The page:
The Republican leadership has said that they will wait to confirm a replacement for Antonin Scalia until next year. I have researched the U.S. Supreme Court justices for the past about 125 years — since 1888. Sixty-three justices have been sworn in since then. Thirteen of these took their seats in presidential election years. Of the first eight (1888-1932), the White House changed parties in six of them. The two exceptions were in 1916 during Wilson’s first term.
Of the five since then, four have been during the presidential re-election year. The exception being 1988, when Vice President George H.W. Bush was running for president during Reagan’s last year. In the years after the president was sworn in, 16 justices were sworn in, none of them were nominated the year before. Thus no precedent exists for carrying over a vacancy.
If the Senate waits until next year to confirm a justice it will optimistically be a year with a vacancy on the court, perhaps as long as a year and a half with the court adjourning for the summer in June. The only instances where a vacancy has lasted over a year has been when there has been a confirmation turned down.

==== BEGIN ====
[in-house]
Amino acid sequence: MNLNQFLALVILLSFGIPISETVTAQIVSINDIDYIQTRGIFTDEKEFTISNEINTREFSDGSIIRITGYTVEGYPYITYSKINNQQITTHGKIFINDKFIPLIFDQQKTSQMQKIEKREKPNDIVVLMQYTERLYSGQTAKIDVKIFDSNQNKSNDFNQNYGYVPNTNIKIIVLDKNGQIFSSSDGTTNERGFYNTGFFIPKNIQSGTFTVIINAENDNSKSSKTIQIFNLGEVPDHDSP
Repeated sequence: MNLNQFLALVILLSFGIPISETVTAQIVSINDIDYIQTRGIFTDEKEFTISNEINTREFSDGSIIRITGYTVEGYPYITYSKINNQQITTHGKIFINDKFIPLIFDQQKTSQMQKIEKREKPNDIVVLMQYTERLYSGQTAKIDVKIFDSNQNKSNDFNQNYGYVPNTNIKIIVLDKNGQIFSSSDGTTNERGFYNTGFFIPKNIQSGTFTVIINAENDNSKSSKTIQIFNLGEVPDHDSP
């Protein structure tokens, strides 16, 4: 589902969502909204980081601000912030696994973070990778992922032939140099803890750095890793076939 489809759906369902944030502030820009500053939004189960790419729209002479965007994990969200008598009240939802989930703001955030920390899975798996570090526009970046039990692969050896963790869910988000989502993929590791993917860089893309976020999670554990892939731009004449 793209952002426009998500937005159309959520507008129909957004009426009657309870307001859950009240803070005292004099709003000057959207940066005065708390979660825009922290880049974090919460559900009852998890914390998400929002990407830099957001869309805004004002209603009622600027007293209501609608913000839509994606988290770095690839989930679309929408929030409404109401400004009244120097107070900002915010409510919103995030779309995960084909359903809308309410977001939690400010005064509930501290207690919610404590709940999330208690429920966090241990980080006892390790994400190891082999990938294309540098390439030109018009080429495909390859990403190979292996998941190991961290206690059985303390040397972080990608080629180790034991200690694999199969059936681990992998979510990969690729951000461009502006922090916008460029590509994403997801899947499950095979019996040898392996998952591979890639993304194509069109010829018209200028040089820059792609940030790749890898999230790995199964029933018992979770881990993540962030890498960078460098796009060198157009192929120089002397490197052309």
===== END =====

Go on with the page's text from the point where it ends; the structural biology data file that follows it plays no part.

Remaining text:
Thus, no reason exists for the U.S. Senate to delay voting on the confirmation of a Supreme Court Justice, except for the purely political reason that the Republicans hope that a Republican would be elected president in November. That is a pretty shabby reason.
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Frank Rogers, Belleville